Tables turned in Maharashtra

Kashmir Times. Dated: 11/28/2019 10:56:27 AM

BJP gets a dose of its own medicine but the larger lesson is to end this culture of opportunism in politics

In Maharashtra, the BJP has finally got a dose of its own medicine - of letting down allies, poaching legislators and back-stabbing coalition partners. The humiliating manner in which Devendra Fadnavis had to step down when Ajit Pawar went back into the fold of Sharad Pawar led Nationalist Congress Party (NCP), smitten by the battery of legislators he had prepared to join hands with Fadnavis is a lesson for BJP. It takes two to tango. The rules of engagement of dirty politicking set by it could be mastered better by others. High on arrogance of power, the BJP first lost its traditional ally Shiv Sena to NCP-Congress. Instead of pandering to the Sena to win back its loyalty, it chose to go through the dark alleys of dirty plot - buying off a sizeable chunk of MLAs to split the NCP. The sleazy and scandalous ingredients of kidnapped legislators, bus rides, hotels and resorts have been thrown-in for dramatic effect. It not only now has egg on its face, it has ended up destroying the so-far clean image of its pointsman in Maharashtra - Devendra Fadnavis. But BJP's far greater worry is that it has learnt the hard way and after paying a price that political chicanery is not its sole prerogative. The short-lived romance with Ajit Pawar, whom the BJP wooed by dropping all corruption charges against him, is back home with a clean chit. It must be a frustrating revelation that others can play the game better. The killer-instinct of the BJP, tried and tested to slay and destroy allies in Jammu and Kashmir, Haryana, Nagaland, Jharkhand and Goa, has been defanged. The BJP this time is at the receiving end. It is now over to a coalition of Shiv Sena-NCP-Congress with Uddhav Thackeray in the lead. But Maharashtra is still far from 'all is well that ends well' happy ending. The ideological differences of the NCP-Congress with the Shiv Sena brace the state for a rocky season ahead. Pawar's political acumen and shrewdness may not be enough to set the boat on a smooth sail.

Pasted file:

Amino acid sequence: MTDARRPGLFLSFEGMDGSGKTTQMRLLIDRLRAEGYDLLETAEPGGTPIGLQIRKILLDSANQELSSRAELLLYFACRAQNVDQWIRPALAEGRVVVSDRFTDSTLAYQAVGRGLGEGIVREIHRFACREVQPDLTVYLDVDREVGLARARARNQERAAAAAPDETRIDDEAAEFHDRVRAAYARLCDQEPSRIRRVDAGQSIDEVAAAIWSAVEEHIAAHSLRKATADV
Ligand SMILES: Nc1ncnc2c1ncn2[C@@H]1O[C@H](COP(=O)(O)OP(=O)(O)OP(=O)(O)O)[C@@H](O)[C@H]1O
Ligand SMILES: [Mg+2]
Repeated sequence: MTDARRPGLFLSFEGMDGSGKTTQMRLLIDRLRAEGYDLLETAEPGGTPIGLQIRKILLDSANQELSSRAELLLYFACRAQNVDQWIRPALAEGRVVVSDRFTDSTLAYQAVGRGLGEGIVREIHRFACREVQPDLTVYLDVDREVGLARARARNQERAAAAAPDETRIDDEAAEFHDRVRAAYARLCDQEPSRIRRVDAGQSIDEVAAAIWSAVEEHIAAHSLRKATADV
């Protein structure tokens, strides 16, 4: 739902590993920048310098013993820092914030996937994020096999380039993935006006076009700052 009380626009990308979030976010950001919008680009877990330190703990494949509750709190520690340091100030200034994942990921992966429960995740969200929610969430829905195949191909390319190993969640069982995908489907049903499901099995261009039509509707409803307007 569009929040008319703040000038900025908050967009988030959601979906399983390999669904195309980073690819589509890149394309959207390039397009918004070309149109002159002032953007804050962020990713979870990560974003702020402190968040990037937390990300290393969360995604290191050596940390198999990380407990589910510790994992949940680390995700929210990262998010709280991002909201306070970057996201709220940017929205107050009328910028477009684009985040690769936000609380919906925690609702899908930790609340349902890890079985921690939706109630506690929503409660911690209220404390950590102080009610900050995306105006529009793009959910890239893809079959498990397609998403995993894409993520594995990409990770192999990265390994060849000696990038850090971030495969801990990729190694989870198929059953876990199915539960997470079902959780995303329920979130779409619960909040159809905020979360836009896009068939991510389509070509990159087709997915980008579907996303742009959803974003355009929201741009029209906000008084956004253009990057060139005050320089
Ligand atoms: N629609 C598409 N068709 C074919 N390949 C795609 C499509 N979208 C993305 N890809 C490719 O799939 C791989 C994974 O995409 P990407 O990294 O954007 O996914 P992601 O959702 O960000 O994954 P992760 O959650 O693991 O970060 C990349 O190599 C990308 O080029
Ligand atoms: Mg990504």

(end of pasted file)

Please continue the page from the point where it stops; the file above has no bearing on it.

Overall, the lessons from Maharashtra drama and the way the tables turned are many. A conspicuous one is the manner in which the Governor acted with the President's assent. If Fadnavis never had the numbers, on what basis was he sworn-in as chief minister for a few days? Were the Governor and President misled or did they support the cause of lack of numbers? They need to be held accountable. The crux of the matter, however, is that public is fed up of politics of rank opportunism and deceit. Their patience cannot be taken for granted because in a representative democracy, the representatives elected by the public are accountable to the latter. None of the parties in question appear to be holier than thou. Such politics is neither guided by ideological convictions, nor inspired by the will to work for the public good but simply stems from an unending greed and desire to satisfy petty interests. Democracy is simply not about holding timely elections and formation of governments. Mature democracies need mature politics with all the necessary ingredients of decorum, respectability, credibility and ideological convictions. Unfortunately, in no segment of the recent Maharashtra drama, any of these are visible. The citizenry of this country deserves more than just these action-packed thrillers for politics. It needs good and clean politics now.

 

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